June Howard is Arthur F. Thurnau Professor, recognizing outstanding contributions to undergraduate education, and associate professor of English, of women's studies and of American culture. She joined the U-M in 1979 after teaching at the University of California, San Diego. Her research and teaching interests focus on late 19th- and early 20th-century literature and culture in the United States, literary genres, cultural theory, American studies and women's studies. Her work-in-progress includes a manuscript titled "Publishing the Family" and "What Is Sentimentality? And The Nature of Interdisciplinarity: Notes by a Disestablishmentarian." She currently is a member of the Department of English Executive Committee, chair of the American Culture Graduate Committee and a member of the Executive Committee of the Institute for Research on Women and Gender. Her U-M honors include the Faculty Recognition Award, LS&A Excellence in Education Award, Humanities Institute Faculty Fellowship, U-M Collegiate Fellowship and Amoco Foundation Good Teaching Award.

Peter Sparling, professor of dance and artistic director of Dance Gallery/Peter Sparling & Co., an Ann Arbor-based dance company, is a graduate of Interlochen Arts Academy and the Juilliard School. He was a member of the Jose Limon Dance Company and a principal dancer with the Martha Graham Dance Company for 12 years. Between 1979 and 1983, he presented Solo Flight and Peter Sparling Dance Company for five successive seasons at New Your City's Riverside Dance Festival. He has held residencies at numerous American universities and at the London Contemporary Dance Theatre, Australia's Victorian College of the Arts, Portugal's Ballet Gulbenkian, Taiwan's Cloud Gate Dance Theatre, the Bat-Dor Summer Dance Workshop and at the American Dance Festival. He has received awards from, among others, the National Endowment for the Arts, Michigan Council for Arts and Cultural Affairs, Arts Foundation of Michigan and the Horace H. Rackham School of Graduate Studies. He was a 1996-97 Faculty Fellow at the Institute for the Humanities.


The YoHA symposium also will feature the launching of "The Arts of Citizenship," an innovative collaborative program of the U-M and city of Ann Arbor that includes a lecture series, a design project and an emerging collaboration with teachers at Mack Elementary and Community High schools. Mayor Ingrid Sheldon, who is an honorary co-chair of the YoHA Community Advisory Board, will make brief remarks at the start of the symposium. David Scobey, assistant professor of history and of American culture, is director of "The Arts of Citizenship" initiative.

The lecture series will present speakers on public culture, public history and public design. The speakers, says YoHA director Julie Ellison, "will be informants, inspirers and conversational partners in helping us think together about issues of cultural growth and urban change in Ann Arbor." Confirmed speakers include Dwight Pitcaithley, chief historian of the National Park Service, and former poet laureate Robert Hass.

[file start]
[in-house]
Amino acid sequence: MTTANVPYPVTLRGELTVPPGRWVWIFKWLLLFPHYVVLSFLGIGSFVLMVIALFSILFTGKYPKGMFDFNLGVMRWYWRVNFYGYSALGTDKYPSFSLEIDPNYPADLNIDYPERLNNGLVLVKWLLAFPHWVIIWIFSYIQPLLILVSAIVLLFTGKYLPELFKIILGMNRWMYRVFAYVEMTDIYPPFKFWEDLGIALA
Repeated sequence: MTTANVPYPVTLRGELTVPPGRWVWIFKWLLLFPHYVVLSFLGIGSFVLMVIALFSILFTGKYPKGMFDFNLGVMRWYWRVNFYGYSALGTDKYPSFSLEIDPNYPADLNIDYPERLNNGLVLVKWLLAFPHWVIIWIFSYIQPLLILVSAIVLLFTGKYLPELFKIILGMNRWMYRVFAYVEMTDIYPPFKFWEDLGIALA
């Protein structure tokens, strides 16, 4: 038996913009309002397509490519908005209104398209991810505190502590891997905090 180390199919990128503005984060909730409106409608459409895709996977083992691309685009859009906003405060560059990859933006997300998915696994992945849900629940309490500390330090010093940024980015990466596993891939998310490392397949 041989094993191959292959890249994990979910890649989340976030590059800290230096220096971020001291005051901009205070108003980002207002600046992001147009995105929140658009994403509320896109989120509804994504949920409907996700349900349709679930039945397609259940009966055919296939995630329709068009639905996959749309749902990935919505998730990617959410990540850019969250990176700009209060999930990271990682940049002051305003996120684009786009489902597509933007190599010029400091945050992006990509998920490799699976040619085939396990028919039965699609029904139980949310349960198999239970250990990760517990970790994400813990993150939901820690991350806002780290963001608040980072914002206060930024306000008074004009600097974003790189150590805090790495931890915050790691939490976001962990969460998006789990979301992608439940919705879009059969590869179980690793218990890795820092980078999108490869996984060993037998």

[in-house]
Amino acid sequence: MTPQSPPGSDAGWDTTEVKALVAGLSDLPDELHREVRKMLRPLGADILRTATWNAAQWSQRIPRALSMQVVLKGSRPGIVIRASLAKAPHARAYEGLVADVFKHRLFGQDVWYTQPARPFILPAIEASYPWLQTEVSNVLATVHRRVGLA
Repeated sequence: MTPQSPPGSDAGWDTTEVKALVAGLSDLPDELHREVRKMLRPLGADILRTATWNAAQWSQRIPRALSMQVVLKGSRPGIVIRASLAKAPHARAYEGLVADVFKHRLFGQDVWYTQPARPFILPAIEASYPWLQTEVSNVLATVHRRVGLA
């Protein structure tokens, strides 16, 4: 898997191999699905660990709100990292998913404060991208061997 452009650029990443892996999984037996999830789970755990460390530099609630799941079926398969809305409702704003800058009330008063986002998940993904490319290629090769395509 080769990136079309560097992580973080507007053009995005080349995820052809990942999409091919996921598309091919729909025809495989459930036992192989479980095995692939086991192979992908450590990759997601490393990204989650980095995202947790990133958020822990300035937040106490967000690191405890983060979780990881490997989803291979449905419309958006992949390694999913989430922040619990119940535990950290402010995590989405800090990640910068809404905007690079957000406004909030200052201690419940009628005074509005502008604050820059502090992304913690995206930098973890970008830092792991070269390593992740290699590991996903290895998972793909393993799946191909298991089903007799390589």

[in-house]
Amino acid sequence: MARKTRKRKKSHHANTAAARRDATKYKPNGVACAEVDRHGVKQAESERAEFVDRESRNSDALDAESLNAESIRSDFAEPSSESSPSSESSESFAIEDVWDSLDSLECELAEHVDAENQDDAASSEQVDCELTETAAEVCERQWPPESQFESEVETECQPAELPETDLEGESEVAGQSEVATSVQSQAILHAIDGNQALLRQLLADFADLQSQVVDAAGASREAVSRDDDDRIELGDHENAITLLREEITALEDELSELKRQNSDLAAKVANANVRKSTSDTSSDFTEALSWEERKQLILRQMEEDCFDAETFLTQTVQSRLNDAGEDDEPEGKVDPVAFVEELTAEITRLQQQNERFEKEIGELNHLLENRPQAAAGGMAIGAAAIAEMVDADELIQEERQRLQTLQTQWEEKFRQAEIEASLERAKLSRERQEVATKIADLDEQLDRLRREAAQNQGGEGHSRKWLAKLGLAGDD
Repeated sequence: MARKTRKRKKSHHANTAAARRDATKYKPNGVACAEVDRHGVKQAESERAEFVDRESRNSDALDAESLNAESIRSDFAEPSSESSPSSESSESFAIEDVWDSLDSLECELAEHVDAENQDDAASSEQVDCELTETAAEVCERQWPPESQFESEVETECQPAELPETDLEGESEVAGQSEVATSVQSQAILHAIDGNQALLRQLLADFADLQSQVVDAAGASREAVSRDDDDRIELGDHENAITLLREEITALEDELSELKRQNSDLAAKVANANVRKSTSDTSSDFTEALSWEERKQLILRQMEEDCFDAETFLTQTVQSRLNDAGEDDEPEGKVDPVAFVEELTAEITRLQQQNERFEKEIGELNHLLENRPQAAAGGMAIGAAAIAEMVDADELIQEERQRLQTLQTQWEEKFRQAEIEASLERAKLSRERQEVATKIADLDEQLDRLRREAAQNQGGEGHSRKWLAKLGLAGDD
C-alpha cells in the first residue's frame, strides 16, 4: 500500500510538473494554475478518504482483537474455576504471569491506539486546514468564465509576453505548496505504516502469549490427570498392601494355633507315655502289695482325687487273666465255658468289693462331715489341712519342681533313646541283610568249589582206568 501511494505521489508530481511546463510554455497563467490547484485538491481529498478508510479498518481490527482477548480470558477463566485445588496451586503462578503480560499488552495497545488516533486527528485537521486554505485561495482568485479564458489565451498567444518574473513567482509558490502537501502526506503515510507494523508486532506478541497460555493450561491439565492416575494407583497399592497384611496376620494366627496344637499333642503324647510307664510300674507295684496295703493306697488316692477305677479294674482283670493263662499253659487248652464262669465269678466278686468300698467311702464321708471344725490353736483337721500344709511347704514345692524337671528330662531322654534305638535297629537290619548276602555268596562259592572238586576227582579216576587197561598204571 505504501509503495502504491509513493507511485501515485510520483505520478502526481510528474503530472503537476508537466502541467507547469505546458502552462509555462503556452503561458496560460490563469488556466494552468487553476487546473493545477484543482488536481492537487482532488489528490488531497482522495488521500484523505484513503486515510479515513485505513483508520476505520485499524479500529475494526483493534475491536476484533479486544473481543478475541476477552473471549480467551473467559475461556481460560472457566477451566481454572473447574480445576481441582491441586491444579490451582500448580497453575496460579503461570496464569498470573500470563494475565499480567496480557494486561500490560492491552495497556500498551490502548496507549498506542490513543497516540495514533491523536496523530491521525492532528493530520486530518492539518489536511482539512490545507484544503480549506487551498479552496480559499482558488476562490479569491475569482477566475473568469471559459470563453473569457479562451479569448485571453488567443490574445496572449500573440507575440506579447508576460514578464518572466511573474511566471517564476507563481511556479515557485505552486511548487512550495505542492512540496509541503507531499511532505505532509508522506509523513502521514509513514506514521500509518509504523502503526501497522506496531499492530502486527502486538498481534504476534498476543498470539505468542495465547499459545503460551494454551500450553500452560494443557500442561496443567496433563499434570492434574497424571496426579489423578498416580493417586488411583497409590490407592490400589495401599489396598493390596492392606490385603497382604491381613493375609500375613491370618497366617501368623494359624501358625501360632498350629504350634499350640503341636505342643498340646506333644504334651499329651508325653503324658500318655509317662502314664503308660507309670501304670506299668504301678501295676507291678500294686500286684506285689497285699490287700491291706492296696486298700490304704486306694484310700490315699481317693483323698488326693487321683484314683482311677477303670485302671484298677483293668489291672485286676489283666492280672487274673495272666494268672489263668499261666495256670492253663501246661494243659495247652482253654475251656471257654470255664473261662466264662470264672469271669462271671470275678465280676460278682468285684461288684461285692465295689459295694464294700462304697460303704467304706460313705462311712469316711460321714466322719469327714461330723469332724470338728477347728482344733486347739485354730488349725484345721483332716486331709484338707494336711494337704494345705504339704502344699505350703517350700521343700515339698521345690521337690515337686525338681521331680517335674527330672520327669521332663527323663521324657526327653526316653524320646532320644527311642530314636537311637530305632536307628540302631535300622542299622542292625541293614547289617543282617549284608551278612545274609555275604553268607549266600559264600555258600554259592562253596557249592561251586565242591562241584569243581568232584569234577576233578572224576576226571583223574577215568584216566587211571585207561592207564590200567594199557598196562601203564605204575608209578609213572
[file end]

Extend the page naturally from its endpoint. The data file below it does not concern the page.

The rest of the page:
The focus of the design project, "The Broadway Bridges Project: Cultural Programs for a Changing City," was suggested by Ann Arbor Mayor Ingrid Sheldon. A team led by Scobey that is participating in the project, which incorporates the areas near the planned reconstruction of the Broadway Bridges. The group hopes to work with city comittee and other community partners to suggest ways of dramatizing the rich historical and cultural geography of this complex intersection of river, parks, paths, streets, railroads, businesses, industries and homes. The team also sees its role as that of imagining the cultural programs that could occur on or near this location and of encouraging design choices that will make those programs feasible."

Planning is under way for a one-week summer seminar, "Students on Site," involving U-M faculty and Ann Arbor public school teachers. The group will seek to identify a workable series of writing-intensive and humanities projects linked to the Broadway Bridges site, to be done by public school students. The projects "will address the development of primary-school writing skills through the historical exploration of a specific locale," Ellison says. Collaborating faculty and teachers will try to find ways for high school students to serve as field trip partners, co-authors and researchers.

"When the bridges have been reconstructed and the site is available for cultural programming, student projects might take the form of historical exhibits, storytelling and murals incorporating texts and images," she adds.